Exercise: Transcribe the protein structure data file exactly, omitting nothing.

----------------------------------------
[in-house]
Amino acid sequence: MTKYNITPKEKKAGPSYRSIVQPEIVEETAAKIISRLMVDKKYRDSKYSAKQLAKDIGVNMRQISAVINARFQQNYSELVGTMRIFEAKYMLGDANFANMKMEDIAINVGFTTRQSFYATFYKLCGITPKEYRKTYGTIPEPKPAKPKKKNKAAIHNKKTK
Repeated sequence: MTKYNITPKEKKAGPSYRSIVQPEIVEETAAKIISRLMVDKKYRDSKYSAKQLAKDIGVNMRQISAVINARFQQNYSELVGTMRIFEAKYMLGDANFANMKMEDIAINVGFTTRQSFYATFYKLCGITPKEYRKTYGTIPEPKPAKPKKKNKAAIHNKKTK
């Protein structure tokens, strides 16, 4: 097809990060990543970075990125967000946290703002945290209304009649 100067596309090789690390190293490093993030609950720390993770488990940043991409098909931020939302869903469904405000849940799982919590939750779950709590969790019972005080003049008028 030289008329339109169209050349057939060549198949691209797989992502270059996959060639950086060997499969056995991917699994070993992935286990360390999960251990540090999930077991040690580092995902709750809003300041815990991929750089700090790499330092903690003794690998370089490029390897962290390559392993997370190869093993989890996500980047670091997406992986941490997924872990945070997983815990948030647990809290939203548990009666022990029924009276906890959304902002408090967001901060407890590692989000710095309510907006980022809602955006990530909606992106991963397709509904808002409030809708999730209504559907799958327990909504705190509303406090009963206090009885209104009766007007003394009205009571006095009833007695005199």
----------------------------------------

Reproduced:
[in-house]
Amino acid sequence: MTKYNITPKEKKAGPSYRSIVQPEIVEETAAKIISRLMVDKKYRDSKYSAKQLAKDIGVNMRQISAVINARFQQNYSELVGTMRIFEAKYMLGDANFANMKMEDIAINVGFTTRQSFYATFYKLCGITPKEYRKTYGTIPEPKPAKPKKKNKAAIHNKKTK
Repeated sequence: MTKYNITPKEKKAGPSYRSIVQPEIVEETAAKIISRLMVDKKYRDSKYSAKQLAKDIGVNMRQISAVINARFQQNYSELVGTMRIFEAKYMLGDANFANMKMEDIAINVGFTTRQSFYATFYKLCGITPKEYRKTYGTIPEPKPAKPKKKNKAAIHNKKTK
């Protein structure tokens, strides 16, 4: 097809990060990543970075990125967000946290703002945290209304009649 100067596309090789690390190293490093993030609950720390993770488990940043991409098909931020939302869903469904405000849940799982919590939750779950709590969790019972005080003049008028 030289008329339109169209050349057939060549198949691209797989992502270059996959060639950086060997499969056995991917699994070993992935286990360390999960251990540090999930077991040690580092995902709750809003300041815990991929750089700090790499330092903690003794690998370089490029390897962290390559392993997370190869093993989890996500980047670091997406992986941490997924872990945070997983815990948030647990809290939203548990009666022990029924009276906890959304902002408090967001901060407890590692989000710095309510907006980022809602955006990530909606992106991963397709509904808002409030809708999730209504559907799958327990909504705190509303406090009963206090009885209104009766007007003394009205009571006095009833007695005199």